If you are a private tenant and make a new claim your entitlement will be calculated using the Local Housing Allowance rates.
Local Housing Allowance (LHA) is the current way of working out new claims for Housing Benefit for tenants renting accommodation from a private landlord. It also affects tenants already getting Housing Benefit who move into accommodation rented from a private landlord. Local Housing Allowance was introduced on 7 April, 2008. If you live in council accommodation or other social housing, Local Housing Allowance does not affect you.
If you were already getting Housing Benefit on 7 April 2008, you will not be affected by LHA unless:
With Local Housing Allowance, your benefit is not usually based on the property you live in. It is usually based on:
In some cases the amount of benefit you are entitled to will be affected by other things. These can include:
Local Housing Allowance gives tenants a choice in where they live and it's fairer too. This is because with Local Housing Allowance:
The LHA is set each year by the rent service and gives allowances for households who need up to four bedrooms. If you are making a new claim for help with your rent and need more than four bedrooms to accommodate your family, you will still only receive the maximum LHA for a four bed property. Most tenants receive the LHA based on the number of bedrooms their household needs not the number of rooms in the property they rent, or the rent that they are charged. The LHA awarded when you make a claim lasts for one year, unless your household circumstances change. After one year it is updated.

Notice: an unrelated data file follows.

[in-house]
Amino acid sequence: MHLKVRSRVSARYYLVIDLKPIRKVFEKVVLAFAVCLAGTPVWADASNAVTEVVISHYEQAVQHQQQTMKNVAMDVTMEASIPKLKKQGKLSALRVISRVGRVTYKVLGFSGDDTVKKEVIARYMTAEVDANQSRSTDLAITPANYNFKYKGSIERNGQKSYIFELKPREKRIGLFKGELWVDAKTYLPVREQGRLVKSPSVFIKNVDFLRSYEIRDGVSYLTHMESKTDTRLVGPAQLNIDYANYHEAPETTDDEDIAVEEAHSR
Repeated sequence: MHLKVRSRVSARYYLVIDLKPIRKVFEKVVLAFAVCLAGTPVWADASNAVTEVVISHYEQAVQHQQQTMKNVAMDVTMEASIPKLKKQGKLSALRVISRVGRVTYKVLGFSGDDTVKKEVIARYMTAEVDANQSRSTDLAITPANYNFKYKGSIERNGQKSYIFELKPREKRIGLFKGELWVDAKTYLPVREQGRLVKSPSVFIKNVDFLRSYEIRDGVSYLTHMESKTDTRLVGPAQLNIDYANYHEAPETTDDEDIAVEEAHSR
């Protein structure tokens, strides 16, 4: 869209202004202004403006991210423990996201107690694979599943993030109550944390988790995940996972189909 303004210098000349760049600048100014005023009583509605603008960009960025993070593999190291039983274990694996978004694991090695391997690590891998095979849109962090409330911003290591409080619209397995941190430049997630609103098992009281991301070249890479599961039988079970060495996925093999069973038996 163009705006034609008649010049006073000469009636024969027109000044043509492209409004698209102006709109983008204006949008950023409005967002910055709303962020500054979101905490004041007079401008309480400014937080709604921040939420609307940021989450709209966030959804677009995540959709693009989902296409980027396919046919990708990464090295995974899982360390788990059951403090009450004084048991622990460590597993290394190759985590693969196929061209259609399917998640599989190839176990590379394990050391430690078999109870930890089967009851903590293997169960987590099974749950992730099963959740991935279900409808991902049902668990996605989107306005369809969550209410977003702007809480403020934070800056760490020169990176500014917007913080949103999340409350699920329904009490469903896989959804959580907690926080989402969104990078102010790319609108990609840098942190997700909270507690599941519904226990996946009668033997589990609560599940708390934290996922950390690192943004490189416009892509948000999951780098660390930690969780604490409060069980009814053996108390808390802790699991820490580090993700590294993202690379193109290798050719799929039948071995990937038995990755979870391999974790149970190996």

You can find more information on the Valuation Office website.
The other factors that will determine the amount of LHA you are entitled to are:
You can view more details on rates of LHA below.
The number of people who live with you is used to work out how many bedrooms you are entitled to. We do not count other rooms such as a living room, kitchen or bathroom.
The number of bedrooms you are entitled to is then used to work out which Local Housing Allowance rate applies to you.
You can use the following information as a guide to work out how many bedrooms you are entitled to.
You are entitled to one bedroom for:
Below are some examples of how many bedrooms certain households would qualify for:
Any changes that may affect your benefit entitlement are:
Usually you will have your benefit paid directly to you. It will be paid by BACS straight into your bank or building society account.
If you do not already have a bank or building society account, you may want to set one up. That way you can arrange to pay the rent to your landlord automatically, using a standing order. If you do not have a bank or building society account at the time that you make your claim, we can pay you by Cheque. This will then give you time to open an account.
LHA cannot be paid into a Post Office Card Account like some other benefits.
You can get advice about opening and running a bank account from any bank, building society or credit union. You can also get advice from a welfare organisation such as Citizens Advice.
It is up to you to pay the rent to your landlord. If you don't pay your rent, you may be taken to court and evicted from the property.
Your benefit is paid to you, unless you are likely to have difficulty paying your rent. If you are worried about managing your money, let us know. In some cases we may be able to pay your rent to your landlord The criteria are as follows:
Your benefit is for you to pay your rent with. If you do not use your benefit to pay your rent, your landlord may take you to court or try to evict you and you may lose your home. If your rent is higher than the LHA then you will have to make up the difference to avoid getting into arrears.
If you are having difficulty paying your rent because your rent is more that the LHA rates above you may be entitled to Discretionary Housing Payment – if you need advice or assistance please contact our Customer Services Section on 01753 475111.